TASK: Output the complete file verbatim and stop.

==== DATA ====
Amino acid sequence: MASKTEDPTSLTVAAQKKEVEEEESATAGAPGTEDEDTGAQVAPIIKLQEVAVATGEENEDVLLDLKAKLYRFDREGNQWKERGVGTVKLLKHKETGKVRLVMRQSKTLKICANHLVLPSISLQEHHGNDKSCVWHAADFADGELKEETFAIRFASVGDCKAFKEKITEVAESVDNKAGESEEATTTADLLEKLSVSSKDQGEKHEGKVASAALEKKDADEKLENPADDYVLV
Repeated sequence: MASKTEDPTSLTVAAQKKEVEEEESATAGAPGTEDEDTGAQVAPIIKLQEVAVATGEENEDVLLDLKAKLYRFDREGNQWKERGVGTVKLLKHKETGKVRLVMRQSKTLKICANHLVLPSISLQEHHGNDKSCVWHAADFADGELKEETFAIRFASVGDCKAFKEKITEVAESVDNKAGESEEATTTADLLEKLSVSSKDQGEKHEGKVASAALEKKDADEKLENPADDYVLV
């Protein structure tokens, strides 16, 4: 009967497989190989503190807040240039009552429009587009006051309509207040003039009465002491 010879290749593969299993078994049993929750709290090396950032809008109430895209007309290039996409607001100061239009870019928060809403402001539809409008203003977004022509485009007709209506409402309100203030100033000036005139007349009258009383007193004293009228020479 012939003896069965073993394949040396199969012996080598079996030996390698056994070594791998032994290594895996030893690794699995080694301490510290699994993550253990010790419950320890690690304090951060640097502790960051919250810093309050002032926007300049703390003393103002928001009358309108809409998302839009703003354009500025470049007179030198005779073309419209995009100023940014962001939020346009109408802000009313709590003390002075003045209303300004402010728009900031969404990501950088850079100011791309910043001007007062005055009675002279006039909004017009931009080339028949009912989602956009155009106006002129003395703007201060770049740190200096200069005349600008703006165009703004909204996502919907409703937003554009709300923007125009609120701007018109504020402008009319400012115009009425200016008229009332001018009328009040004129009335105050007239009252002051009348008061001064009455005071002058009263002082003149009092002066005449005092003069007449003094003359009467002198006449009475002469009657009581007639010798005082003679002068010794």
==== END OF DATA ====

Amino acid sequence: MASKTEDPTSLTVAAQKKEVEEEESATAGAPGTEDEDTGAQVAPIIKLQEVAVATGEENEDVLLDLKAKLYRFDREGNQWKERGVGTVKLLKHKETGKVRLVMRQSKTLKICANHLVLPSISLQEHHGNDKSCVWHAADFADGELKEETFAIRFASVGDCKAFKEKITEVAESVDNKAGESEEATTTADLLEKLSVSSKDQGEKHEGKVASAALEKKDADEKLENPADDYVLV
Repeated sequence: MASKTEDPTSLTVAAQKKEVEEEESATAGAPGTEDEDTGAQVAPIIKLQEVAVATGEENEDVLLDLKAKLYRFDREGNQWKERGVGTVKLLKHKETGKVRLVMRQSKTLKICANHLVLPSISLQEHHGNDKSCVWHAADFADGELKEETFAIRFASVGDCKAFKEKITEVAESVDNKAGESEEATTTADLLEKLSVSSKDQGEKHEGKVASAALEKKDADEKLENPADDYVLV
């Protein structure tokens, strides 16, 4: 009967497989190989503190807040240039009552429009587009006051309509207040003039009465002491 010879290749593969299993078994049993929750709290090396950032809008109430895209007309290039996409607001100061239009870019928060809403402001539809409008203003977004022509485009007709209506409402309100203030100033000036005139007349009258009383007193004293009228020479 012939003896069965073993394949040396199969012996080598079996030996390698056994070594791998032994290594895996030893690794699995080694301490510290699994993550253990010790419950320890690690304090951060640097502790960051919250810093309050002032926007300049703390003393103002928001009358309108809409998302839009703003354009500025470049007179030198005779073309419209995009100023940014962001939020346009109408802000009313709590003390002075003045209303300004402010728009900031969404990501950088850079100011791309910043001007007062005055009675002279006039909004017009931009080339028949009912989602956009155009106006002129003395703007201060770049740190200096200069005349600008703006165009703004909204996502919907409703937003554009709300923007125009609120701007018109504020402008009319400012115009009425200016008229009332001018009328009040004129009335105050007239009252002051009348008061001064009455005071002058009263002082003149009092002066005449005092003069007449003094003359009467002198006449009475002469009657009581007639010798005082003679002068010794």